Preparing Health Professionals for Individualized Medicine

Joseph D McInerney; Emily Edelman; Therese Nissen; Kate Reed; Joan A Scott


Personalized Medicine. 2012;9(5):529-537. 

In This Article


Although we have primarily focused on the education of clinicians, the healthcare system in the USA and elsewhere comprises a diverse collection of other professionals who influence the practice of medicine – an extended community of stakeholders that includes, for example, policy makers, insurance companies, consumers and the pharmaceutical industry. Diversity of expertise and perspectives generally is beneficial in any complex system, serving as a hedge against rigidity and resting inertia. Too often, however, diversity of views in the US healthcare system manifests itself as fractionation, with powerful competing interests dominating the landscape in ways that are not always in the best interests of personal and public health. This fractionation extends even to professional societies in medicine, nursing and other clinical entities, each of which resists adoption of educational programs developed by or for other disciplines and deems it necessary instead to develop its own approach. This situation speaks to the need for an unbiased entity that can help diverse stakeholders focus on the same general educational objectives with respect to genomic medicine.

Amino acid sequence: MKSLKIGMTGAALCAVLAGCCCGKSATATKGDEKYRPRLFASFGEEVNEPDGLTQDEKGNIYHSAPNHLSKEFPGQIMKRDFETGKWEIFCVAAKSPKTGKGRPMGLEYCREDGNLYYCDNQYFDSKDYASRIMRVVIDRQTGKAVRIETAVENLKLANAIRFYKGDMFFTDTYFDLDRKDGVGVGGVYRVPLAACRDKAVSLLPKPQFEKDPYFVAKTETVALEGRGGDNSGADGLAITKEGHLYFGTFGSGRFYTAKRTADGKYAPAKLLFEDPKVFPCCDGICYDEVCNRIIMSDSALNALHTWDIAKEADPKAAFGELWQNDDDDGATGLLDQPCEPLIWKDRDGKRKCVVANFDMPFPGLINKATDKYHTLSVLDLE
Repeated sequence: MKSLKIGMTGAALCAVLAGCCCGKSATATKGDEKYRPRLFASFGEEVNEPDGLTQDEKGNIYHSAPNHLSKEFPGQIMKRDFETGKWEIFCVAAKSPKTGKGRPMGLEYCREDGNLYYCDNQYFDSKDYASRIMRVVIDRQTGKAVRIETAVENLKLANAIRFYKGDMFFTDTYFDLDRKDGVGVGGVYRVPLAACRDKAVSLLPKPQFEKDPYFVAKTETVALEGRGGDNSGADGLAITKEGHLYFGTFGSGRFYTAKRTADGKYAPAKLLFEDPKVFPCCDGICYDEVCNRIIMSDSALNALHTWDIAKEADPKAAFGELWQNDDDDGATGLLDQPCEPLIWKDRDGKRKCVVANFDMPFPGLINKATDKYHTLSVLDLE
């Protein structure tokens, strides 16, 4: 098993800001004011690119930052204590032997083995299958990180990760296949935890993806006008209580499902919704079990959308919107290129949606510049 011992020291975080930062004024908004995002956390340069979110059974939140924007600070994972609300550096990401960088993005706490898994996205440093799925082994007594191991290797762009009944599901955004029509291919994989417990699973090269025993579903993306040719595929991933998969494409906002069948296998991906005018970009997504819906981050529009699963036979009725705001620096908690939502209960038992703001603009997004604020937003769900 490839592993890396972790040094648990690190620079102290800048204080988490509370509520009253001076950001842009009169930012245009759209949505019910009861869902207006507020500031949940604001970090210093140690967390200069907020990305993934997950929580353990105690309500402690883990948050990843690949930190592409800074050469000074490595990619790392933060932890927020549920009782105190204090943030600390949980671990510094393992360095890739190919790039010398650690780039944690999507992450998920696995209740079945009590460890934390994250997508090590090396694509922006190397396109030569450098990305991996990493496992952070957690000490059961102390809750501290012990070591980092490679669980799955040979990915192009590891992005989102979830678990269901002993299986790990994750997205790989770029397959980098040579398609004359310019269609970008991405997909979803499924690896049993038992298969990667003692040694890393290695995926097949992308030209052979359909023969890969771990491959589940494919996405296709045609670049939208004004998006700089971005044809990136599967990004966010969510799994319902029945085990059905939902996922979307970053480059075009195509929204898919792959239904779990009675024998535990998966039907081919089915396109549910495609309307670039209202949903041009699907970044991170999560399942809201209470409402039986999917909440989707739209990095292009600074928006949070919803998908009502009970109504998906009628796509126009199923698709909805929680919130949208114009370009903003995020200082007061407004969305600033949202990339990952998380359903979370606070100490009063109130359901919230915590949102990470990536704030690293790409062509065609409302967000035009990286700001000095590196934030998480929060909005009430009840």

Notwithstanding the growing interest in translational research in the USA, funding agencies do not see education as central to that task and rarely provide dedicated support for the development of educational programs of for educational research that can provide insights into the most effective ways to educate health professionals about advances in biomedicine. This situation causes organizations such as NCHPEG to frame their interests in other ways if there is any hope to secure funding. Those involved in genomics education need to help policy makers reframe the issue so that education is recognized as a central aspect of translation.

The BOI is correct that genomic medicine "is not a niche". Perhaps the better ecological metaphor for this emerging, "major step-change in medical practice and public health"[101] is genomic medicine as healthcare's keystone species: the entity that holds all else together through the unifying view of health and disease that is at the heart of thinking genetically.[18,19] Seen through that lens, genomic medicine provides an opportunity to mitigate fractionation at all levels. We should not squander that opportunity.